by Nikki Fort.

Toby Francis, actor, singer, writer and producer is bringing his award winning show Love and Death – The Songs of Jim Steinman to the Adelaide Cabaret Festival. A veteran of the stage with hits like Blokelahoma!, Dog Fight and Carrie: The Musical he also tours regularly with The Ten Tenors.

Toby speaks with Nikki Fort about his show and its music.

“Basically the show straddles the world between cabaret and a one-act play,” Toby begins. “It portrays Jim Steinman at a very tumultuous time in his life when he’d just finished Bat Out Of Hell and had a bit of a falling out with Meatloaf. I was very taken with this part of his story and also with his other favourite project; writing a rock opera based on Peter Pan. So I fictionalised a moment in his life based on actual events, but it’s more about how I imagined a man who is one of the greatest composers in his generation dealing with all of that, and processing it into something creative. It’s about self-worth, mainly.”

It seems to be part of being a creative personality, the struggle with self-worth.

“I think it’s part of being human, in a way,” he says.” I have friends who don’t work in creative industries who deal with that same thing, day in and day out. The instability of working in the arts magnifies it for us, but feeling lost, undervalued or frustrated seems to be a universal thing. That’s probably why Jim Steinman is so timeless, not just because he writes beautiful songs with amazing melodies but also because he deals with nostalgia a lot. He’s constantly looking back at the teen years and how perfect and imperfect love was and how hurt you could be, and there’s this romance to it that’s very relatable.”

What inspired you to write this show?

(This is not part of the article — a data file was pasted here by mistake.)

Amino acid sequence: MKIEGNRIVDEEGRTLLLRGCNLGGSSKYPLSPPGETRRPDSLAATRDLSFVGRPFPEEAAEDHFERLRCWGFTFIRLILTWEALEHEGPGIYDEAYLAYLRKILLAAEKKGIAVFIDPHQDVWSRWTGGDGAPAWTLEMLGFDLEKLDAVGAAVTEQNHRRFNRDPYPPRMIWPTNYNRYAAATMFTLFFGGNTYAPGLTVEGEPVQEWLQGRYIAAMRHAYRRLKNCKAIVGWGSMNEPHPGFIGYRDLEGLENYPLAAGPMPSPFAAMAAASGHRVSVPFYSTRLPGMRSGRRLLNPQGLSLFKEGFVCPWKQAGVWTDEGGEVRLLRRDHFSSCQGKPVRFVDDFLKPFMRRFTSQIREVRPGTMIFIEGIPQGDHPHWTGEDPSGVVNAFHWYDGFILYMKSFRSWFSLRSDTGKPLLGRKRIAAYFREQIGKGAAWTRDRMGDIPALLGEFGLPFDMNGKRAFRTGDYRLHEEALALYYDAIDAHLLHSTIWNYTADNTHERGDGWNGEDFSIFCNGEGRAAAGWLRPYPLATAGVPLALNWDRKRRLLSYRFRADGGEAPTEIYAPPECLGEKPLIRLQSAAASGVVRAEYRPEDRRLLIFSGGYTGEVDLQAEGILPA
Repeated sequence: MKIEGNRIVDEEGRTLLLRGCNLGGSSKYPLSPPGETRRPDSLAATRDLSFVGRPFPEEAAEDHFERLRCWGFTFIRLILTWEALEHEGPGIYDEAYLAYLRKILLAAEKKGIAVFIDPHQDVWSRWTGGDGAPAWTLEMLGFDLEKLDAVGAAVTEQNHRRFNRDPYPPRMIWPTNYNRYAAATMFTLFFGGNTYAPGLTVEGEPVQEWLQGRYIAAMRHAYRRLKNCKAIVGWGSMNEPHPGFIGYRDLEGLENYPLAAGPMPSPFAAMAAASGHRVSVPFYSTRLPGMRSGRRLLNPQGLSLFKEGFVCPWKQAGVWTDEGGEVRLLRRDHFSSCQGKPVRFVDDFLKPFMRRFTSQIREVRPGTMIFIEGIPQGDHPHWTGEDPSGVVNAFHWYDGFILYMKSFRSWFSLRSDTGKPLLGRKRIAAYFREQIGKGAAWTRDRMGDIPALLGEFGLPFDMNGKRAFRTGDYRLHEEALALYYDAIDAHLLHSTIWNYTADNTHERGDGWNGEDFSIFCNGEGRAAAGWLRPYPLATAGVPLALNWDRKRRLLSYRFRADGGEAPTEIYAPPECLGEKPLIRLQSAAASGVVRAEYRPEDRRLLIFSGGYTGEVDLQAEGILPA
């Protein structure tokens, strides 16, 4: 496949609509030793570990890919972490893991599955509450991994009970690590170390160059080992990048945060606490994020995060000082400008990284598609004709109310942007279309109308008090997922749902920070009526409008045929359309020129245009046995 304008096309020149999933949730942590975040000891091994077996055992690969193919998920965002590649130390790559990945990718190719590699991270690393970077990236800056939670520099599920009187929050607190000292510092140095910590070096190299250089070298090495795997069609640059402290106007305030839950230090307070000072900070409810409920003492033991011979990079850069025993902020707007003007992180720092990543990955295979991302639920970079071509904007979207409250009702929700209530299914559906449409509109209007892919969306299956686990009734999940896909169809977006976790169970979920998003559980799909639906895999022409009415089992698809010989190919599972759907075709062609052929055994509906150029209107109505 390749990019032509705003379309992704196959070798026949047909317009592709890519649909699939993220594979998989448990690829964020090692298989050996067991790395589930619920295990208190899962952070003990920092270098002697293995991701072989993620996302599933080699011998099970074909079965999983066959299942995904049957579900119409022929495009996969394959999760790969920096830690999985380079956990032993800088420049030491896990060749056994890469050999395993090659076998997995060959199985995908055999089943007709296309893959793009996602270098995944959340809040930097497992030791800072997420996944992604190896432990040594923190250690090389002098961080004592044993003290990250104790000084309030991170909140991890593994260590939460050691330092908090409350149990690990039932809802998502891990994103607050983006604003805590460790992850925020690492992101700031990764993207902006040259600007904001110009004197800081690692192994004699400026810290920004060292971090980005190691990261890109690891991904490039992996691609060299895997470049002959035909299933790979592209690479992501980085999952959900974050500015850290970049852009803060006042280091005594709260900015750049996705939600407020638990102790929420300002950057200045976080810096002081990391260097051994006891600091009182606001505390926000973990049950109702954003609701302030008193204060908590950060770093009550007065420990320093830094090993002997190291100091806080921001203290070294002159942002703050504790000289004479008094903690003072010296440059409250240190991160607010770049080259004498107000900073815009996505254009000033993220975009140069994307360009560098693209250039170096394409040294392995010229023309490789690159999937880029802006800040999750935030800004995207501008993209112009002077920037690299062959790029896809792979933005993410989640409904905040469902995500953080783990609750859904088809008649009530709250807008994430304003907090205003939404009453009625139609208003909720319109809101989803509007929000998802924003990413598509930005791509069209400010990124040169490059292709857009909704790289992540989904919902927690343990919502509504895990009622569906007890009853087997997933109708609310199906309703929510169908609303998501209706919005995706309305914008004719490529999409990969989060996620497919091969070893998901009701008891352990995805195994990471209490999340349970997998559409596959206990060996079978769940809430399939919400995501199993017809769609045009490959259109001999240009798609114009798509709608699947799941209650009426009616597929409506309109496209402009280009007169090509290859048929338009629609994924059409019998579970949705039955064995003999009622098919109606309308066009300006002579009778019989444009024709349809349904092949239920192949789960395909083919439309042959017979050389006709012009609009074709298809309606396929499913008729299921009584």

“Similar feelings to what I imagine Jim Steinman was experiencing so there’s likely more of me in it than Jim. I wrote it at a time when I hadn’t really lined up any work and didn’t know quite what to do. My fiancée and I had decided to create some work rather than wait for something to come along and that’s what started our production company and a new time in our lives.

“I was very frustrated because I wasn’t taking an active part in my own life and that’s why I was so taken with Jim Steinman’s story,” Toby says. “We were similar ages. He was in his early thirties and I was in my late twenties. That’s a time in a lot of people’s lives where you feel like you should have more of your stuff together and you don’t. When you are really lost, you have to start to walk with purpose.”

Steinman was a successful composer so early in his life. Do you think he was gifted or maybe just really obsessed by song writing?

“I’d like to imagine that it was both. He has said at interviews that he is constantly asked, ‘Who was it that hurt you? Who’s the girl you write about?’ and he says, ‘I don’t have any of that. There wasn’t a moment like that in my life’. But he was so obsessed by that theme. If you think about how he writes, it’s all about not wanting to grow up and staying a teenager; those are also the themes of Peter Pan. There is something that clearly draws him to those motifs and I think it’s a combination of having to pour that concept into something but also becoming obsessed by it.”

You couldn’t get much more of a dichotomy than Bat Out Of Hell and Peter Pan really.

“Some of the songs on Bat Out Of Hell actually come from his first version of the Peter Pan rock opera,” he says. “What’s appealing about it for me is that Peter Pan, in his time, was a bit of a bad boy. In the time that Jim was writing, that meant motor bikes, and drinking and sex and loud music.”

It still does, really. Josie Lane and Andrew Warboys are on stage with you. How did you all come together?

“I met Andrew Warboys and Josie Lane through mutual friends,” Toby recalls. “Andrew became my Musical Director when I was fresh out of University and first came to Adelaide with my show Blokelahoma! and we have been working together ever since. Josie has now become a very dear friend of my partner Lauren and me, and we never really got to work on anything together until this came up. Andrew Warboys does the voice of Hook and Josie Lane sings the songs for Wendy and Tinkerbell. I play Jim and also kind of play Peter Pan.”

What can the audience expect from the show?

“If you’ve seen the film Streets Of Fire or other ‘high-camp ‘80s rock, expect something like that,” Toby says. “There are no feather boas or anything but it is that style of very heightened and dramatic romance, and expect rock‘n’roll… real rock‘n’roll.”

Toby Francis performs Love And Death: The Songs Of Jim Steinman at Space Theatre, Adelaide Festival Centre, at various times from Sat 18 Jun until Sun 19 Jun.

Book at BASS on 131 246 and Click HERE to purchase your tickets.

Image courtesy of Kurt Sneddon


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